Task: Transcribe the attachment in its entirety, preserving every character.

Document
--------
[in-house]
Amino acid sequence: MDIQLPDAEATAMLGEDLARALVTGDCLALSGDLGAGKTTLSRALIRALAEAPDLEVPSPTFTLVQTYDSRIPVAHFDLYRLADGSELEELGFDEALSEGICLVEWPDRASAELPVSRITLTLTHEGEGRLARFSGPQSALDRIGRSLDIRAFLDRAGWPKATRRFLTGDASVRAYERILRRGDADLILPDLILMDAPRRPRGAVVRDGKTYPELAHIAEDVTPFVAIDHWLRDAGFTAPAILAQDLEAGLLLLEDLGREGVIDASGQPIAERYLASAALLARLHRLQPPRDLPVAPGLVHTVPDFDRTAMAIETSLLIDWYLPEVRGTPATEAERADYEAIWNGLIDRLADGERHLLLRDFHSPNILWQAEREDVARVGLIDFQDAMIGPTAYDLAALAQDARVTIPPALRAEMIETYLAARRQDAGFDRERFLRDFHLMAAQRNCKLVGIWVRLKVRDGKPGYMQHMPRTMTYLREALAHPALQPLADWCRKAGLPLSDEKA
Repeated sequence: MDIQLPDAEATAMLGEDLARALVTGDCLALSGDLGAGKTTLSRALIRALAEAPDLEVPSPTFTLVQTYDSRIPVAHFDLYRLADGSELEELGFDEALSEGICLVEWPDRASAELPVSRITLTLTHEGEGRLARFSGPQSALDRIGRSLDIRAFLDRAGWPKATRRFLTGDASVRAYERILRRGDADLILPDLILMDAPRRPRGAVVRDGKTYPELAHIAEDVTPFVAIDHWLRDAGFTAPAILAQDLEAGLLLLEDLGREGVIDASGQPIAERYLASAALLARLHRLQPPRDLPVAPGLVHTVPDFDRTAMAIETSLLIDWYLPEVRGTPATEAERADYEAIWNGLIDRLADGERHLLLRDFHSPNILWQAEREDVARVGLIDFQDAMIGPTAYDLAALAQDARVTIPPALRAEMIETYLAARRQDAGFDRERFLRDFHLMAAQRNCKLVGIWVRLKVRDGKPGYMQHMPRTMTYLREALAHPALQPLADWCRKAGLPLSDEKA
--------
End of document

[in-house]
Amino acid sequence: MDIQLPDAEATAMLGEDLARALVTGDCLALSGDLGAGKTTLSRALIRALAEAPDLEVPSPTFTLVQTYDSRIPVAHFDLYRLADGSELEELGFDEALSEGICLVEWPDRASAELPVSRITLTLTHEGEGRLARFSGPQSALDRIGRSLDIRAFLDRAGWPKATRRFLTGDASVRAYERILRRGDADLILPDLILMDAPRRPRGAVVRDGKTYPELAHIAEDVTPFVAIDHWLRDAGFTAPAILAQDLEAGLLLLEDLGREGVIDASGQPIAERYLASAALLARLHRLQPPRDLPVAPGLVHTVPDFDRTAMAIETSLLIDWYLPEVRGTPATEAERADYEAIWNGLIDRLADGERHLLLRDFHSPNILWQAEREDVARVGLIDFQDAMIGPTAYDLAALAQDARVTIPPALRAEMIETYLAARRQDAGFDRERFLRDFHLMAAQRNCKLVGIWVRLKVRDGKPGYMQHMPRTMTYLREALAHPALQPLADWCRKAGLPLSDEKA
Repeated sequence: MDIQLPDAEATAMLGEDLARALVTGDCLALSGDLGAGKTTLSRALIRALAEAPDLEVPSPTFTLVQTYDSRIPVAHFDLYRLADGSELEELGFDEALSEGICLVEWPDRASAELPVSRITLTLTHEGEGRLARFSGPQSALDRIGRSLDIRAFLDRAGWPKATRRFLTGDASVRAYERILRRGDADLILPDLILMDAPRRPRGAVVRDGKTYPELAHIAEDVTPFVAIDHWLRDAGFTAPAILAQDLEAGLLLLEDLGREGVIDASGQPIAERYLASAALLARLHRLQPPRDLPVAPGLVHTVPDFDRTAMAIETSLLIDWYLPEVRGTPATEAERADYEAIWNGLIDRLADGERHLLLRDFHSPNILWQAEREDVARVGLIDFQDAMIGPTAYDLAALAQDARVTIPPALRAEMIETYLAARRQDAGFDRERFLRDFHLMAAQRNCKLVGIWVRLKVRDGKPGYMQHMPRTMTYLREALAHPALQPLADWCRKAGLPLSDEKA